What people do is more important than what they wear — right?
YouTube hadn't arrived yet – or at least had not become part of everyday life – when I became a serious practitioner of yoga. I would spend hours on the Internet, painstakingly searching for yoga photos and videos that I could download and watch over and over again, so that I could stay inspired.
The videos were not easy to come by, though I did manage to build a small collection of clips, each of which was barely two minutes long. Two of the clips happened to feature Western women who were gracefully getting into the most difficult of yoga poses, in the most exotic of locations, without a stitch on their bodies. What more could a man have asked for? Or so I thought, until I started watching the two clips seriously.
The women, far from being objects to be gazed at, became a source of envy and frustration. I would carefully notice their movements and try to imitate them, and most of the time, fail – miserably. Finally, I learned to drop back into urdhva dhanurasana from the standing position; it will, however, take me another lifetime to get into the scorpion pose.
All the while that I watched these women and tried to imitate them, never did it strike me that they were in their birthday suits. All that mattered to me was the ease with which they struck the poses.
Such ease can be accomplished only after years of practice; and when a person puts in years of dedicated practice, he or she becomes worship-worthy, clothed or unclothed. What they were doing was important, not what they were wearing (or not wearing).
And yet, the kind of clothes you wear becomes an issue every now and then in our country, where college students are often forced to abide by a dress code. A medical institution was in the news recently after specifying a dress code for its students, male as well as female. Jeans and T-shirts are out, naturally; hair should be preferably oiled, men cannot leave the first button of their shirts open, while women have been prohibited from wearing sleeveless kurtas. No bracelets or rings for men, and only a minimum number of bangles for women. And so on.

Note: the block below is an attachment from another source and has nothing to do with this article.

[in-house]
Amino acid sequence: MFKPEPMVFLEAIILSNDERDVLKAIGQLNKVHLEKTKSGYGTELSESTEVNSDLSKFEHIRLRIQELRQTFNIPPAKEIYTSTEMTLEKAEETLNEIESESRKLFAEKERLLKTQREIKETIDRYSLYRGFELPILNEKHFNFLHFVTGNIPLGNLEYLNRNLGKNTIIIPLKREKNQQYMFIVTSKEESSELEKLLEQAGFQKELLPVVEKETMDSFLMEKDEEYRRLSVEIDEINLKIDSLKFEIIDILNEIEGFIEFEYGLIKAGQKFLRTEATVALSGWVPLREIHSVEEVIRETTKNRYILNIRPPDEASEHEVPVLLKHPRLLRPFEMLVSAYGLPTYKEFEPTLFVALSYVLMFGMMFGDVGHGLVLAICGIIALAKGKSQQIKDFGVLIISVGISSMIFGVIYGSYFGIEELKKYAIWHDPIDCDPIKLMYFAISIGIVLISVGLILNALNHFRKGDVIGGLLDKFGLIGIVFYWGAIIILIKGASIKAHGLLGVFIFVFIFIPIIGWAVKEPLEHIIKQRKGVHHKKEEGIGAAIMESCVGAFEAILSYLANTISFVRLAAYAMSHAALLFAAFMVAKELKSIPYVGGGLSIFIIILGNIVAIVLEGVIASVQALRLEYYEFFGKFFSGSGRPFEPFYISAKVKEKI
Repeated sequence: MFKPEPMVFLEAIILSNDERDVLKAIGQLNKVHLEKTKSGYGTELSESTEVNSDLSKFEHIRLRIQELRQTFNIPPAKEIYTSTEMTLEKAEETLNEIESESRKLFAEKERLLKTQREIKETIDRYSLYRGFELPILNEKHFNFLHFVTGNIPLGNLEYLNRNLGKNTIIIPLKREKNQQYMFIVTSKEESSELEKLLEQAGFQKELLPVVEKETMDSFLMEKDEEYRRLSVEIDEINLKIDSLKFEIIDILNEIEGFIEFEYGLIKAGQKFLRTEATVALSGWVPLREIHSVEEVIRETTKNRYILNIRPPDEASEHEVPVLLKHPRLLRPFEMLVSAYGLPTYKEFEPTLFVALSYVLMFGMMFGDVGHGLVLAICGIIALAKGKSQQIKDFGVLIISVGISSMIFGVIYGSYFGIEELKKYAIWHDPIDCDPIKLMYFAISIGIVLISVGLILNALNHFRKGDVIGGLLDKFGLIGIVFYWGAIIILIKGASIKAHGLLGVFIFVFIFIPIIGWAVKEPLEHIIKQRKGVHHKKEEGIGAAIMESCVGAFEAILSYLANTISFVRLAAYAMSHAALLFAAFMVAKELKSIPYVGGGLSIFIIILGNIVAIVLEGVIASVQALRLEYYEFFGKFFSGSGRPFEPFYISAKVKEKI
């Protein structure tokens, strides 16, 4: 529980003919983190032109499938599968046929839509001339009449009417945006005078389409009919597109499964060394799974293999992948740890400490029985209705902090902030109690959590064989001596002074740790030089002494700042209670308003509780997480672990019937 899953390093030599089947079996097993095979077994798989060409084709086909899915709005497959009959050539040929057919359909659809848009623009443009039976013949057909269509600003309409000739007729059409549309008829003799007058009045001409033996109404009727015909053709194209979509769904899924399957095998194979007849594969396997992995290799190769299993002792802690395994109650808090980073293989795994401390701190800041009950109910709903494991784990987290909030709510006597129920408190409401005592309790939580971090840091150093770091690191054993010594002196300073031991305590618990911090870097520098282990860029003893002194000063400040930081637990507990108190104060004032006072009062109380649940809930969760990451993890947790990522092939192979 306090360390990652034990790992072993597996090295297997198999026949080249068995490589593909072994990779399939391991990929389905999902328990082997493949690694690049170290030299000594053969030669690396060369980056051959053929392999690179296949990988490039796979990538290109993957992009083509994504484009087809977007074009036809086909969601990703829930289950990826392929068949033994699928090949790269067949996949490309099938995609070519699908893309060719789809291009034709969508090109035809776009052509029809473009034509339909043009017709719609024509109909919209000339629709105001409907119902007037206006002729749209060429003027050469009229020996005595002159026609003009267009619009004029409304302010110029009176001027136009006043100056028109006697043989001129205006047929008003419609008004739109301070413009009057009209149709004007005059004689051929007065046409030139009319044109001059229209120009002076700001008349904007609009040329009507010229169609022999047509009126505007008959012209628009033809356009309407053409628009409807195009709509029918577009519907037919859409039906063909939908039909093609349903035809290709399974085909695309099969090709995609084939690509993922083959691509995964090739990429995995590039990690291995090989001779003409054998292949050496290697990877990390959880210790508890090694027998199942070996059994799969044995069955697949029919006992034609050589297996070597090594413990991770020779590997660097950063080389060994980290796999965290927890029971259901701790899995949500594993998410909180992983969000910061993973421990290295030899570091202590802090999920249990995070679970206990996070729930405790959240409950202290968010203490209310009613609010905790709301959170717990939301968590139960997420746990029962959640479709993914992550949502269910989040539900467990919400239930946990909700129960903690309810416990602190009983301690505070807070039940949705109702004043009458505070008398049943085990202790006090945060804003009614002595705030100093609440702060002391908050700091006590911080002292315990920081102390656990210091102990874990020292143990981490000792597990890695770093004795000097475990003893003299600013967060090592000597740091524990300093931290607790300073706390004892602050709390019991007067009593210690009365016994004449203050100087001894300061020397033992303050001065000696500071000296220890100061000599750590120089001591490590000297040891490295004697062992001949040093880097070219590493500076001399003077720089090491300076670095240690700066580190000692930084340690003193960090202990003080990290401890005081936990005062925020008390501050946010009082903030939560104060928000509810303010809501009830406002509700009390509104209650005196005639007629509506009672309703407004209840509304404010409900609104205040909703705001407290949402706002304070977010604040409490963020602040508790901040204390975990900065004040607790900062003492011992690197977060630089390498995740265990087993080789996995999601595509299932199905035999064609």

In spirit, such a dress code is understandable and, to a great extent, justified. Can a jeans-clad doctor, strutting around with his top button open, inspire confidence in a patient? Or for that matter, a female doctor whose bangles make a tinkling sound as she places her stethoscope on the chest of a panic-stricken patient?
But is a dress code really aimed at maintaining sartorial hygiene in the university? The answer, alas, is a big ‘No.' The dress code for women in the medical college, which even prohibits them from wearing footwear that exposes their toes, concludes with a memorable line: “All this is to ensure that female students do not create the feeling that they are women (while examining male patients).” Now that's a real shocker.
A female doctor is a female doctor: she does not become gender-neutral by merely covering her toes or by giving up wearing bangles and nail polish or by oiling her hair. Since when did femininity require cosmetic embellishment to make its presence felt? Or is the university trying to suggest that a woman becomes a woman only when she wears T-shirts and jeans and nail polish and toe-revealing footwear? Shouldn't it also invest in a voice-modulation programme, to make its female doctors sound like males when they treat male patients?
But really, what is the big deal about a male patient being attended to by a ‘feminine' female doctor? If you have chest pain and if you rush to the nearest hospital, and if the doctor on duty happens to be a female, is the gender of the doctor going to make any difference? Are the bangles on her arm going to make any difference? All you look forward to is getting out of the hospital as soon as possible after being certified as healthy.
If in such critical moments the gender of the doctor still has an effect on you, then the source of your ailment lies not in your body but in your mind. What you need is a bouncer and not a doctor.